LEED v4 contains “relatively dramatic changes,” Doug Gatlin, vice president of market development at the U.S. Green Building Council, said at a news conference at Greenbuild 2012 in San Francisco. LEED v4 is in its fifth comment period, and there is quite a buzz — and some negative feedback — going on.
Launched in 2000 by the USGBC, the Leadership in Energy and Environmental Design Green Building Rating System was created as a way to provide third-party certification that a building was built “green.” It bills itself as a “voluntary, consensus-based standard to support and certify successful green building design, construction and operations.”
Since 2006, there have been few significant technical changes, Gatlin said. However, USGBC wants to continue to push the envelope and help architects and builders create even greener buildings. LEED v4 offers more useful tools and simpler reporting processes to reduce inefficiencies in the system and remove barriers and red tape, says Gatlin. The latest draft version also focuses on relatively significant increases in performance requirements in the areas of energy efficiency, indoor air quality, water use and the performance of green-building materials.
And there’s the biggest point of contention — those green-building materials.
In essence, LEED v4 offers credits for building-material transparency. A project gets credits if its building materials present a quantified environmental impact. Credits are also available for products that have made their raw material suppliers and extraction locations public. And, credits are available for building materials that have an ingredient label that details the chemicals used in them.
Scot Horst, senior vice president of the USGBC LEED program said “the point of writing the [material] credits is to incentivize better decision making. LEED doesn’t push anybody; the materials credits are all voluntary … When people have the opportunity to achieve a credit, it helps them achieve a sale. So, the market is pulling more than pushing. Specifiers and architects go out and say, ‘I want healthy materials.’ Well, here are the credit requirements that help us understand this and meet this need.”
Not all see it that way.
LEED v4 is the sole green-building standard that the General Service Administration endorses at the moment, and the federal government is the single largest user of the standard. That makes it a “monopoly,” says the American High-Performance Buildings Coalition, a lobbying group that formed to challenge LEED v4.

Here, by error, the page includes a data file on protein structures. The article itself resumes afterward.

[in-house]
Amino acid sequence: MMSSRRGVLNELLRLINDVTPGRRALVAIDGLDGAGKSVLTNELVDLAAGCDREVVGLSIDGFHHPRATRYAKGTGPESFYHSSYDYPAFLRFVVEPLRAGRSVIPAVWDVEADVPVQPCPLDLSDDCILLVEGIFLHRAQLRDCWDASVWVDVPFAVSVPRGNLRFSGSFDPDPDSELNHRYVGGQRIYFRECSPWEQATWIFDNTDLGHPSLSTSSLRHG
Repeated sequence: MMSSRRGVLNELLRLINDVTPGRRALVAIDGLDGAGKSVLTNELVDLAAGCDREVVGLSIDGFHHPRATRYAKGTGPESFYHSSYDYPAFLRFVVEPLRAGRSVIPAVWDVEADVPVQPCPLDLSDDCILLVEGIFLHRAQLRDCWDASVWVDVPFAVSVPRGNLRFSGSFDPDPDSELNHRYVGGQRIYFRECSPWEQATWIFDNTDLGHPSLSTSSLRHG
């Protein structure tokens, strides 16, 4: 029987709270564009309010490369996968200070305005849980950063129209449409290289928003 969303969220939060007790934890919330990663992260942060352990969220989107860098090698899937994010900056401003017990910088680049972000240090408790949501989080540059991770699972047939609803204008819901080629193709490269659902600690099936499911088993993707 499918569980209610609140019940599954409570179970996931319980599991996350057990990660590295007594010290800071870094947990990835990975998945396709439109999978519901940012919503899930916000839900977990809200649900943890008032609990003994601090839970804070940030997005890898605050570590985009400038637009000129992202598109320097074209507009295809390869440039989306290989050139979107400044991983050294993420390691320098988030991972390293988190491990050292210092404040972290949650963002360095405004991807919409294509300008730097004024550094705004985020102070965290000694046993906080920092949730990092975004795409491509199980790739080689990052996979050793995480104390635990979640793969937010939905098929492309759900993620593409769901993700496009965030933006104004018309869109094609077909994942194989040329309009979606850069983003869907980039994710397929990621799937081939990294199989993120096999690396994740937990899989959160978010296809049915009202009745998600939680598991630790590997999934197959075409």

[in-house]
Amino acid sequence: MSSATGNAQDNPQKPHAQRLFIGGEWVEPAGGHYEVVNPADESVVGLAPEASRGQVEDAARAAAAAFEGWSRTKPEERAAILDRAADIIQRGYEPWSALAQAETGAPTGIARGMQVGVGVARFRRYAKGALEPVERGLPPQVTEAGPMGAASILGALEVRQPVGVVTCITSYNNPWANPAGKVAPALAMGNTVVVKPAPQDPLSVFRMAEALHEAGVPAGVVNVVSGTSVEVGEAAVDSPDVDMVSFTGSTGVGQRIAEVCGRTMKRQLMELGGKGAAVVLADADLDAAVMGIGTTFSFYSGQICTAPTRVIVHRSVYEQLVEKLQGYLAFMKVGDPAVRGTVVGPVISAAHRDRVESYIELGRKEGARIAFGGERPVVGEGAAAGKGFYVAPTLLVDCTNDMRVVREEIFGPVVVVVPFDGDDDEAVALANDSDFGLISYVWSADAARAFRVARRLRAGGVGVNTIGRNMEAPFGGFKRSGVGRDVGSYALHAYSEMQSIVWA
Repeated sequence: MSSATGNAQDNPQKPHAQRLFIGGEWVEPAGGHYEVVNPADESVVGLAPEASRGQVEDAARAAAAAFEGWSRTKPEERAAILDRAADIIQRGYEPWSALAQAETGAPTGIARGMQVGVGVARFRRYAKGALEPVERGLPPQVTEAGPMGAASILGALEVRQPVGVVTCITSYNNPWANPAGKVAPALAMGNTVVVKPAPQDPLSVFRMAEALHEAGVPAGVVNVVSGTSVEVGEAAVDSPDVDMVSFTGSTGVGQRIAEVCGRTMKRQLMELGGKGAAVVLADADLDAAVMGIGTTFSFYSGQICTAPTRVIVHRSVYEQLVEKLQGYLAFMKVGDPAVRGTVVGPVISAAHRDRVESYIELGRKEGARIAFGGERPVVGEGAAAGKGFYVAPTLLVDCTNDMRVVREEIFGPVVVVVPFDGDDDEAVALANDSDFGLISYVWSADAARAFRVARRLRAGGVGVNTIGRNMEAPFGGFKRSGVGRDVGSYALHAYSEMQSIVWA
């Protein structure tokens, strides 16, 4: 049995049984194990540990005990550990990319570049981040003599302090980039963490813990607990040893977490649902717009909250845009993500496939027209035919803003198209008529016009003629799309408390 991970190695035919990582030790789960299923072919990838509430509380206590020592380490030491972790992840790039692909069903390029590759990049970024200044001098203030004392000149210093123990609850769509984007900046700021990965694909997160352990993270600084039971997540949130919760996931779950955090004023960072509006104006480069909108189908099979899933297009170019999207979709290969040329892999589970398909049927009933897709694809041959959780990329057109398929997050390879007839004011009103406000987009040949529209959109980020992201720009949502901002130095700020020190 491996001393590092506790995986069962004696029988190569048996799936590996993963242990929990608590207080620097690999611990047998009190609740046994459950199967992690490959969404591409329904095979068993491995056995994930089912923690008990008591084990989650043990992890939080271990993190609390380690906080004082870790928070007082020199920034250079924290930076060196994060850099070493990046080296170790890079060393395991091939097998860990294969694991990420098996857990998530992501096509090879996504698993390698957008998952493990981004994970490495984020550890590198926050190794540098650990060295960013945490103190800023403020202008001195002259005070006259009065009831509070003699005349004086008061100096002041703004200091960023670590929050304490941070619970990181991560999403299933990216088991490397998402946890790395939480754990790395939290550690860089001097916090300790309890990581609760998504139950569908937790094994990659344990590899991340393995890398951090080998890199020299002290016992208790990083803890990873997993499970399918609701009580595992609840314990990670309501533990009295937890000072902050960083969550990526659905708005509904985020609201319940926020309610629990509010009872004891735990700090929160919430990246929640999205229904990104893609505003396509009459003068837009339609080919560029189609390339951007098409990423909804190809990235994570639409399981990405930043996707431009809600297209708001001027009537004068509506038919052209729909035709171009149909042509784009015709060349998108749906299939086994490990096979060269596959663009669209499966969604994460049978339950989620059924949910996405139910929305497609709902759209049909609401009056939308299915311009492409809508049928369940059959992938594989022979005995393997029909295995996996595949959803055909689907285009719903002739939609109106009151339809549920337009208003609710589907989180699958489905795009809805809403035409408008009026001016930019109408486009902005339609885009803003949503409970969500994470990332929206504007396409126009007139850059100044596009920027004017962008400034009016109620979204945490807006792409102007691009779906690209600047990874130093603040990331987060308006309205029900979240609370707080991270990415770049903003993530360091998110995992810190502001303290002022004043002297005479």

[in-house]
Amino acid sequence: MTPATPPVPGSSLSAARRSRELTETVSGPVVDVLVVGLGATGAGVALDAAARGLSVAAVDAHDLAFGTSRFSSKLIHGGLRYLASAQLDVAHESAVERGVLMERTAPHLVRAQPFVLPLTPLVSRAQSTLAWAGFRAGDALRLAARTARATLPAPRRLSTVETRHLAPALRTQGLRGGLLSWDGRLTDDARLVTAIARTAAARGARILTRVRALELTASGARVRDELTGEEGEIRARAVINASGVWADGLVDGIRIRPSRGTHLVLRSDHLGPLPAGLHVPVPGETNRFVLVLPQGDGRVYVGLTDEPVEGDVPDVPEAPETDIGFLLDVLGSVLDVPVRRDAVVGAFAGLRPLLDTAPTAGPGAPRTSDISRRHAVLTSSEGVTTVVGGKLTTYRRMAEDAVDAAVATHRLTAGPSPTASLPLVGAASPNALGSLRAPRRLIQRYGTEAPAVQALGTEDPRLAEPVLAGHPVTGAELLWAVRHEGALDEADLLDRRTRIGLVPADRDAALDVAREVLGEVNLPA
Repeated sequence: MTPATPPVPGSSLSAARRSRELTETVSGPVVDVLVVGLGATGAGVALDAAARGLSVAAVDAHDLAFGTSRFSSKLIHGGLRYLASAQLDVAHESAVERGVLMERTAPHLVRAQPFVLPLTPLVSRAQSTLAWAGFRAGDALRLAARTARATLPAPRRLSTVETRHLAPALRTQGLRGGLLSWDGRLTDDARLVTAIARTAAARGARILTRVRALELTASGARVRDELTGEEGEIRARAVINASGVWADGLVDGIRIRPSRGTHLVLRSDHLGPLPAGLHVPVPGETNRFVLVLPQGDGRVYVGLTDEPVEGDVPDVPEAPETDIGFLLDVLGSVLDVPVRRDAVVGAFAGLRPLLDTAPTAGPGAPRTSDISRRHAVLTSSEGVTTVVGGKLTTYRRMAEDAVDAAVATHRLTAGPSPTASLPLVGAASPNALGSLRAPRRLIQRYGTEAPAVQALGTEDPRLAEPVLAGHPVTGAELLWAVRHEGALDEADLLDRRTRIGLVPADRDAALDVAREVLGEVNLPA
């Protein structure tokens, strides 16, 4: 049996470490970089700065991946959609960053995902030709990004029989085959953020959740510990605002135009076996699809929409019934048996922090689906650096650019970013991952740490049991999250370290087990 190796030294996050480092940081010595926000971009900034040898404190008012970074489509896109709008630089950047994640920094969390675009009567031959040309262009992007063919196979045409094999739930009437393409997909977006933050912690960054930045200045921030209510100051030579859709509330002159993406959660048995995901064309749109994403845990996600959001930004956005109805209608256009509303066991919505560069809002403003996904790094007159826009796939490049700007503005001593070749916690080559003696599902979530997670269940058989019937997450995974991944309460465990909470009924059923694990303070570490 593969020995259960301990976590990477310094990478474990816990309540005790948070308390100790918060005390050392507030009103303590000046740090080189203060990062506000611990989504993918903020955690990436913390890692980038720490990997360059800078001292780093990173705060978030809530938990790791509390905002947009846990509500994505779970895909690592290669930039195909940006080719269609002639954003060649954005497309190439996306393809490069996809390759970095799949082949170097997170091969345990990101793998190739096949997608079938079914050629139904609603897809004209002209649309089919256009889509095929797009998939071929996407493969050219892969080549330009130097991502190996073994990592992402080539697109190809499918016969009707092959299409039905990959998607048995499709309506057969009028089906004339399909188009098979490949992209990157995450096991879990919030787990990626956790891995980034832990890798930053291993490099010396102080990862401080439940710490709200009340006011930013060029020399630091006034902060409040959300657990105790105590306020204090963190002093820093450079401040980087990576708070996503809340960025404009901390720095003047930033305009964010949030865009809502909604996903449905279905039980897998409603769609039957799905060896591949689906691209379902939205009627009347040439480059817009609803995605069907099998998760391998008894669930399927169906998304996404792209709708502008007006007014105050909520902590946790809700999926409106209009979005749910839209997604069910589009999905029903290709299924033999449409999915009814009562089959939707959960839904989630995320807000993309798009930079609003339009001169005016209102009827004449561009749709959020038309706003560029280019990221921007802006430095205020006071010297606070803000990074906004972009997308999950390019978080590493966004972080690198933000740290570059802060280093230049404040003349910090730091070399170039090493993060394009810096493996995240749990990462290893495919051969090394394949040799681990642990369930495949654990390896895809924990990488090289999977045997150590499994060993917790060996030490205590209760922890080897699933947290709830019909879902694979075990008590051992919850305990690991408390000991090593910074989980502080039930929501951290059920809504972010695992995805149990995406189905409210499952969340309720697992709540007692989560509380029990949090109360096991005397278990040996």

The newest draft “proposes several dramatic changes that are intended to reduce or eliminate the use of trusted, proven and beneficial products of chemistry used in building and construction products, without regard to American jobs or costs to taxpayers,” according to the American Chemistry Council.
Horst and the USGBC disagree and say the organization is just adding an informational tool to the credit process. “With v4 , we’re trying to help people know whether there is something that can harm them,” Horst said. “Right now, we don’t know that. It doesn’t mean there is something bad.” He explained that in Sweden, the chemical components of building materials are public because residents wanted to know, not because it was mandated. “We’re trying to create something like this — an industry that shares information so you can make decisions,” Horst said.
The comment period on v4 runs through Dec. 10.
If the voices at Greenbuild are any indication, LEED will not be going away.
“Will we disturb the special-interest hornet’s nest?” Rick Federizzi asked at the opening plenary session. “Yes. Bring it on. To the critics, cynics, doubters and scoundrels, we’re ready to make the case for green buildings and communities. We can show them an economy recovering through retrofits,” he said.
Federizzi ended the presentation by proclaiming, “We are right” — a refrain that was repeated in most of the educational sessions I attended.